When you set out to write a novel, where do you start – with a historical storyline or event that intrigued you or with a romantic storyline that you want to pursue?

For me, that first spark of inspiration is struck by the hero. I’m a character-driven writer, so rather than starting with plot, I start by developing characters. For By Royal Command, the character who sprang to mind during a sleepless night in a foreign hotel was a Viking sword-theyn of rough manners but incorruptible integrity, tarred with the brush of Viking notoriety but fired by a shining sense of honor. He became Eomond, the first of my two heroes in the story. Then I placed him at a point in Anglo-Saxon history that was rife with conflict and transition. I do choose my historical settings very deliberately, down to the year and even the month, because political intrigue and seething tensions between nations tend to figure prominently in my plots. Finding exactly the right moment in history to start my story is a critical choice for me as an author.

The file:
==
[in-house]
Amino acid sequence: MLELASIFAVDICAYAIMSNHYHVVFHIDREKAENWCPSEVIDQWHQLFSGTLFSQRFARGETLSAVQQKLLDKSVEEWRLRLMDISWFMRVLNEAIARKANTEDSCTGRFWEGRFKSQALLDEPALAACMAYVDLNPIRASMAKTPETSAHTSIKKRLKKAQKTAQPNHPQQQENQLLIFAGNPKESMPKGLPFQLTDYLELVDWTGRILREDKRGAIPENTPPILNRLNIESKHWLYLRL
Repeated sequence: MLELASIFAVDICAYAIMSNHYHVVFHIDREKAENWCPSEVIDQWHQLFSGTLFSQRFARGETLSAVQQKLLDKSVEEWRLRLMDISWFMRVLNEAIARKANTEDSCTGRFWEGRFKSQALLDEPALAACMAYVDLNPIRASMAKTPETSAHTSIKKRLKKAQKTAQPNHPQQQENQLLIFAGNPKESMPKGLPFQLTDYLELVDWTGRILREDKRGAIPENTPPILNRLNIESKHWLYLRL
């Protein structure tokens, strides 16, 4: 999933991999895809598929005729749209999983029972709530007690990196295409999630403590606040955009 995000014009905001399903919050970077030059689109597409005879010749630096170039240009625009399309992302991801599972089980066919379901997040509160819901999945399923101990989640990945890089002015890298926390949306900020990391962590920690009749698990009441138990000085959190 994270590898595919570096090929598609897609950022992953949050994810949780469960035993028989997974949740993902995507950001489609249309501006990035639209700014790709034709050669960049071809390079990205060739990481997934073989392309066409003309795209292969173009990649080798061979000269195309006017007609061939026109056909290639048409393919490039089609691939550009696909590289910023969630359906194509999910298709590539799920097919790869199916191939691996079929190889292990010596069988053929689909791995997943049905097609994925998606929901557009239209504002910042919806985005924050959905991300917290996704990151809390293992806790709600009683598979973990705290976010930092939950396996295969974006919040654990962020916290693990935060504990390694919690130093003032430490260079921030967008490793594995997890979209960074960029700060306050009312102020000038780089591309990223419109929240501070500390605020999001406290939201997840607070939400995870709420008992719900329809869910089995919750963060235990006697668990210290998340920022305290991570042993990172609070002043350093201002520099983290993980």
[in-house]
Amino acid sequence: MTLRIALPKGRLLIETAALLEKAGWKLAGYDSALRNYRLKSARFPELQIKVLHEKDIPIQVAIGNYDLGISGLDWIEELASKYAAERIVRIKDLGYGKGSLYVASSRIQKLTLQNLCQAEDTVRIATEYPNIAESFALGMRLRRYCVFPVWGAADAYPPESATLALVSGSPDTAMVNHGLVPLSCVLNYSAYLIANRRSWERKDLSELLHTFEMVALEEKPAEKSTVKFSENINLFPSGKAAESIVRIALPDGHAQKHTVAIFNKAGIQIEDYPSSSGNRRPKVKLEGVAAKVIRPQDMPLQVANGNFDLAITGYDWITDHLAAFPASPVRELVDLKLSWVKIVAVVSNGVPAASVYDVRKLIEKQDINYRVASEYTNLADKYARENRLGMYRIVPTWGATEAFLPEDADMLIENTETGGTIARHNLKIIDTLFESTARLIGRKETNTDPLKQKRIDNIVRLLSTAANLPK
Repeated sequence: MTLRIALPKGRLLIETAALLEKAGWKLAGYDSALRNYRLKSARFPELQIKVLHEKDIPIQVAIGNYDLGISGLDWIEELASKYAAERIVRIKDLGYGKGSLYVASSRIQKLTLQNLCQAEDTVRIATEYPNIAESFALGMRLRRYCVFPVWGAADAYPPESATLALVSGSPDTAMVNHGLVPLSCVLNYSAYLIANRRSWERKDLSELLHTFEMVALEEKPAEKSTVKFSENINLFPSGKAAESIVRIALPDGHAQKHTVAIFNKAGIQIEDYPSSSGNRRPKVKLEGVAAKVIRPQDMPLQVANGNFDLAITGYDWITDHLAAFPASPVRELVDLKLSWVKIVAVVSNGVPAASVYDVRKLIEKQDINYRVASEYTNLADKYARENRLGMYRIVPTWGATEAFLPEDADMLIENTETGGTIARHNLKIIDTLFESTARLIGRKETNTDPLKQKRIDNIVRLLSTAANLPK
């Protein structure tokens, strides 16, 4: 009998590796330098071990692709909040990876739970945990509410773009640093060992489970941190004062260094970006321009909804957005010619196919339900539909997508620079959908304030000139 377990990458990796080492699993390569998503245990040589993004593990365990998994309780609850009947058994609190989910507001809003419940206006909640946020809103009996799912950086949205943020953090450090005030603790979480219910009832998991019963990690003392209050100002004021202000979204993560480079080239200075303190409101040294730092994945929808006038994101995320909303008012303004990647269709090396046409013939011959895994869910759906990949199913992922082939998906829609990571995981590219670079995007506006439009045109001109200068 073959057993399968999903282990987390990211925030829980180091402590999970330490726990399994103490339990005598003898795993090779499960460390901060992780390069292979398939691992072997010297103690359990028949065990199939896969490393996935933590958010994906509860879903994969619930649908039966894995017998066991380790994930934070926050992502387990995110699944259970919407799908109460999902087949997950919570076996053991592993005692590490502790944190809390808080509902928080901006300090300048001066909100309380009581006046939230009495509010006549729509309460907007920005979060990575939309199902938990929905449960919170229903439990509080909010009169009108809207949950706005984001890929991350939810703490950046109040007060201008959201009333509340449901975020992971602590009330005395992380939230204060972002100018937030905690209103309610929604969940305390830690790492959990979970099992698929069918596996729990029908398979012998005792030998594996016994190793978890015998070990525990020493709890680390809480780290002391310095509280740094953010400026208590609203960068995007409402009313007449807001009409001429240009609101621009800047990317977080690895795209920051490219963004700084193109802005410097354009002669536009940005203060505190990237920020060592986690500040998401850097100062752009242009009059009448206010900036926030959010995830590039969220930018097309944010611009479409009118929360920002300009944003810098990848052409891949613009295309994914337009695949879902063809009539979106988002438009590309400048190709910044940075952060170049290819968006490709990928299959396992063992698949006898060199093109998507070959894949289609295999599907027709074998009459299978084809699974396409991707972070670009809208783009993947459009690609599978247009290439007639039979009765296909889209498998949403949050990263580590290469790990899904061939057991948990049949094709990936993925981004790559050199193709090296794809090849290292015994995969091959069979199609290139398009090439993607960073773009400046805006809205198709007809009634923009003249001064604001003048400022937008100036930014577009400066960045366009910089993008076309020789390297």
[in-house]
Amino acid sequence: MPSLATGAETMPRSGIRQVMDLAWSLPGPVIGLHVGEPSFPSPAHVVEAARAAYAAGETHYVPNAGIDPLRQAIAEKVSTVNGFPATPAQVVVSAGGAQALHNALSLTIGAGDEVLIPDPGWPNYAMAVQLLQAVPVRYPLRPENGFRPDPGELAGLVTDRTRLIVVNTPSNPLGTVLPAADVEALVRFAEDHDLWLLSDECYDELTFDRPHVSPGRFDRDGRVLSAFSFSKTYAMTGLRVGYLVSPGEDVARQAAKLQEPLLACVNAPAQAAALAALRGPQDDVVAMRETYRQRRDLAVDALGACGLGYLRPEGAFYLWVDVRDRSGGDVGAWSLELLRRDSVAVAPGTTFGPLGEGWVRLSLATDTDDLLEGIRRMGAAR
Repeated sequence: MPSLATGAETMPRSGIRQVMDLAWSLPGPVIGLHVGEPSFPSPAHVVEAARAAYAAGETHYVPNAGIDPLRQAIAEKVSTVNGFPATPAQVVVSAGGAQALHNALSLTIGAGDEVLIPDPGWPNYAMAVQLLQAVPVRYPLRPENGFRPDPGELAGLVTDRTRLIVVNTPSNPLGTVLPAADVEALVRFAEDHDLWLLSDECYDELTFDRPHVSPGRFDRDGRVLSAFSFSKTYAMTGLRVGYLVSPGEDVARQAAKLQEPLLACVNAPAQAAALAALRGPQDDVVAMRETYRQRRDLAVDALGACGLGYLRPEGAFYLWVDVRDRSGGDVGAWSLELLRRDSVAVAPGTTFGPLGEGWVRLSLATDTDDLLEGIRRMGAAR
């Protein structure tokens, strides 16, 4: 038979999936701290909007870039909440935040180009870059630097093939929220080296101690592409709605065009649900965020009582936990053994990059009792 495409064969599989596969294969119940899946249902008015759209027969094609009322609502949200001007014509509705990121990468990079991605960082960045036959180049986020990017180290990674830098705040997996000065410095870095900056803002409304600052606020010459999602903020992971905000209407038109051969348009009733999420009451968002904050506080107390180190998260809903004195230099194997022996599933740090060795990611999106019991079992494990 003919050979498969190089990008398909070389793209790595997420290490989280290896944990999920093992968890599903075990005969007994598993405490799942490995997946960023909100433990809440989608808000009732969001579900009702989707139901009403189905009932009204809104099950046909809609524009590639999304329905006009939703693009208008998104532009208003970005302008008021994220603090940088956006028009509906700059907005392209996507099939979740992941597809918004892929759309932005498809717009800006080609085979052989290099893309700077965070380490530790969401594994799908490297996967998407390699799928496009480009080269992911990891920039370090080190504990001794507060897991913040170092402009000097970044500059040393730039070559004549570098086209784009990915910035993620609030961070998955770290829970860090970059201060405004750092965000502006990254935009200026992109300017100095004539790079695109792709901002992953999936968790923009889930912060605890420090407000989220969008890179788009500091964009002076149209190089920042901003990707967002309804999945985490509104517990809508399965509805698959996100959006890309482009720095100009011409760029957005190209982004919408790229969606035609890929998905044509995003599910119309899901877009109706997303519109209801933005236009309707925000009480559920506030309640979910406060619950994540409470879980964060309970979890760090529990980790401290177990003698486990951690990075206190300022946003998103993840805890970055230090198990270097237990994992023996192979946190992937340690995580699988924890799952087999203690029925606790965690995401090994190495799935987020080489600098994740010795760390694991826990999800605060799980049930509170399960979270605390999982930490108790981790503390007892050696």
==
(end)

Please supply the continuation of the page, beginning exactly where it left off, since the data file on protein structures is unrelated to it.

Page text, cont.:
Then I needed a heroine to match my hero, so I developed exiled royal Katrin of Courtenay, who believes she murdered her brutal husband when she prayed for his death, and that a vengeful God will punish her for it. Struggling alone to defend her lands, she believes manipulation and deceit are a woman’s only true weapons. But they won’t be enough to save her from making the Devil’s bargain. Katrin’s remarriage becomes the cornerstone of King Ethelred’s scheme to defeat the Danish invasion and save the English throne.

What do you find to be the most difficult or challenging aspect of writing?

Beyond a doubt, it’s rejection. I wrote four novels and soldiered through 67 rejections before I made my first sale, a dark Tudor romance called The Devil’s Mistress about a reluctant lady assassin who’s blackmailed to poison Anne Boleyn, to Samhain in 2009. Since that time, I’ve been “orphaned” twice when my acquiring editors left the publishers I wrote for, and my first mass-market sale was hamstrung when the publisher went bankrupt. Consequently, that book came out with a whimper instead of a roar. And I didn’t sell By Royal Command until years later.